Archive for February, 2010

Stupidity, Crowds and Swearing

Monday, February 15th, 2010

I attended the Northern Trust Open last weekend, and as you may imagine, Sunday’s crowd was overflowing. Some of you may be thinking, (those of you who do think), this could mean the stupers (short for ceaselessly stupid persons) were out in full force. You’d be right.

The weather was so perfect, the grounds immaculate, the company ideal, that I completely forgot about idiots until my son and I hatched a plan. We had trouble viewing the tee shots because of the crowd, so we forged two holes ahead of the lead group and patiently waited their arrival at the tee box. Brilliant, no? Son wanted to watch the swings, ball flights, etc. of the big guns, or clubs, in this case.

We waited. Others began to join us. Son said,

“I wish I could get a drink of water.”

Ever obliging, I remarked, “Go right ahead. I’ll save your spot.”

“There’s no way you can save it; way too many people are coming.”

“I’ll just use my famous space saver maneuver like this. Works every time.”

I placed my hands on my hips, elbows threateningly jutting outward, and began to rapidly rotate my upper body (lower half kept perfectly stationary). Unfortunately, I was thwarted by a stuper.

The second I turned sideways, she slipped in and next to me. I threw her my dirtiest look because I do not appreciate when one entire side of my body is needlessly and involuntarily pressed against that of another. She looked right back at me. Every time I looked at her, she stared blankly back.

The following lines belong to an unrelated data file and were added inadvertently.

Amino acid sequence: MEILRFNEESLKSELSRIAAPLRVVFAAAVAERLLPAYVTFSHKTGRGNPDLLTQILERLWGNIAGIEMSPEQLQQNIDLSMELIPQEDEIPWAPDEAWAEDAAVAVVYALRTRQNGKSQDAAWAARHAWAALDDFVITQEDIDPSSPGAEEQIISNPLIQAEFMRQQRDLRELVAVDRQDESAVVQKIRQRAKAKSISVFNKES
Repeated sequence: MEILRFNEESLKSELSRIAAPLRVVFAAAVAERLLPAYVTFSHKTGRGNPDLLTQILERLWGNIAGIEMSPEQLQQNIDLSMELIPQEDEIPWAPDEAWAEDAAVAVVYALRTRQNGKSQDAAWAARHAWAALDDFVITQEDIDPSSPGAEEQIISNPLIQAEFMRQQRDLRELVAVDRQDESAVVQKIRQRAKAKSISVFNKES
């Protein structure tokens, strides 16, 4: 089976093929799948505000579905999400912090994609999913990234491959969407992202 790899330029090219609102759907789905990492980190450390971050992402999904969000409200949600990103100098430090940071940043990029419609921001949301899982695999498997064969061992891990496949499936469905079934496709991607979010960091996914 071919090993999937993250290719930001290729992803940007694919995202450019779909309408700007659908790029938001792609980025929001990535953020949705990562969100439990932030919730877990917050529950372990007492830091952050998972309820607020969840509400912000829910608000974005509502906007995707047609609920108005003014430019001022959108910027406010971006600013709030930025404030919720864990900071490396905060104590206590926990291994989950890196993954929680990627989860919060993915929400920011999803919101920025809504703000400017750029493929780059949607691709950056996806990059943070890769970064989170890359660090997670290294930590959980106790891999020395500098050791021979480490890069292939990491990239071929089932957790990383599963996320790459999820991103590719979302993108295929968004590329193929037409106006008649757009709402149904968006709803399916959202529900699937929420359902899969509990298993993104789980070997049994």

For the next ten minutes, her shoulder was glued to my arm, the top of which she periodically laid her head to rest.  This, of course, occurred when she wasn’t blowing her nose or coughing in my direction. Any time I turned to look down at her, she stared back. No mercy.

When the fellow on the other side of Son left, Son took one step sideways to restore my space; I rejoiced and praised the Lord. However, the second I moved over, so did she, glued to my side as she was.

For those of you who are motivated to watch this in action, please play the video below. Forward to the 45 seconds mark, and watch the next ten seconds. You won’t see me due to the dedicated plump chap in the lime green shirt holding a microphone just behind golfer, Steve Stricker. The chap preserved my anonymity while entirely blocking my view. But you may witness the stuper of whom I speak. She is the one you can see clearly, next to the lime green shirt, bobbing her body to her right, where I was standing. Pay particular attention to her head action, as she routinely buffeted her head sideways to slam my shoulder. Alas, the video doesn’t show the actual lengthy series of head snappings which I was subjected to.

My remedy for this type of behavior is quite satisfying. In these situations, I swear quite freely… in a different, lesser known language; it’s liberating, no one is offended, it’s highly entertaining for myself and I won’t be removed from the premises. I periodically cried out,

“Goh! Borow gome sho! etc.”

All I got from these magical words was the same blank stare from the stuper. But I felt profoundly better. Works every time. Unless, of course, the stuper happens to originate from the country whose curse words you are borrowing.

Just think.


Stupidity, Super Bowl Sunday and the ATM

Saturday, February 6th, 2010

My dear readers, today’s post is a blast from my blog past, as I am away at the Northern Trust Open Golf Tournament.  I leave you, once again, in hopes that you will be inspired to think: